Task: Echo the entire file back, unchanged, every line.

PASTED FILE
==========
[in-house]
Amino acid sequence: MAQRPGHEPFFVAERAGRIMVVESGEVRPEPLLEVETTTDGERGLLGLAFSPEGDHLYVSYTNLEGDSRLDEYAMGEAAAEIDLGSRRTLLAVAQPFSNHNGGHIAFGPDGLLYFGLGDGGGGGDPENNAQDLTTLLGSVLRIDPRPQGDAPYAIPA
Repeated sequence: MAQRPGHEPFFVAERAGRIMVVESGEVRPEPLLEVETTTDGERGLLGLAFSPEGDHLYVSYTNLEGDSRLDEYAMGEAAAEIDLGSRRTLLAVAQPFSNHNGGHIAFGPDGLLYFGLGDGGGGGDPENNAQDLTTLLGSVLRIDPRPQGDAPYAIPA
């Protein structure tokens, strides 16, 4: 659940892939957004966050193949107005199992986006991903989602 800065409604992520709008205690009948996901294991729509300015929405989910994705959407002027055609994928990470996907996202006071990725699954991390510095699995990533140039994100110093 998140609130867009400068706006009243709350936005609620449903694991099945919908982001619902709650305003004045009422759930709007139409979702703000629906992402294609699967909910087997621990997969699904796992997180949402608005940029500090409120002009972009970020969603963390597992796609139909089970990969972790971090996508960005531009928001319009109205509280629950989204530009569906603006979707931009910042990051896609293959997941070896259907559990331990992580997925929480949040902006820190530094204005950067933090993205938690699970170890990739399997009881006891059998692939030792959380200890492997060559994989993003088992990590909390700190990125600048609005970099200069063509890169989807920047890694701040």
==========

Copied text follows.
[in-house]
Amino acid sequence: MAQRPGHEPFFVAERAGRIMVVESGEVRPEPLLEVETTTDGERGLLGLAFSPEGDHLYVSYTNLEGDSRLDEYAMGEAAAEIDLGSRRTLLAVAQPFSNHNGGHIAFGPDGLLYFGLGDGGGGGDPENNAQDLTTLLGSVLRIDPRPQGDAPYAIPA
Repeated sequence: MAQRPGHEPFFVAERAGRIMVVESGEVRPEPLLEVETTTDGERGLLGLAFSPEGDHLYVSYTNLEGDSRLDEYAMGEAAAEIDLGSRRTLLAVAQPFSNHNGGHIAFGPDGLLYFGLGDGGGGGDPENNAQDLTTLLGSVLRIDPRPQGDAPYAIPA
């Protein structure tokens, strides 16, 4: 659940892939957004966050193949107005199992986006991903989602 800065409604992520709008205690009948996901294991729509300015929405989910994705959407002027055609994928990470996907996202006071990725699954991390510095699995990533140039994100110093 998140609130867009400068706006009243709350936005609620449903694991099945919908982001619902709650305003004045009422759930709007139409979702703000629906992402294609699967909910087997621990997969699904796992997180949402608005940029500090409120002009972009970020969603963390597992796609139909089970990969972790971090996508960005531009928001319009109205509280629950989204530009569906603006979707931009910042990051896609293959997941070896259907559990331990992580997925929480949040902006820190530094204005950067933090993205938690699970170890990739399997009881006891059998692939030792959380200890492997060559994989993003088992990590909390700190990125600048609005970099200069063509890169989807920047890694701040």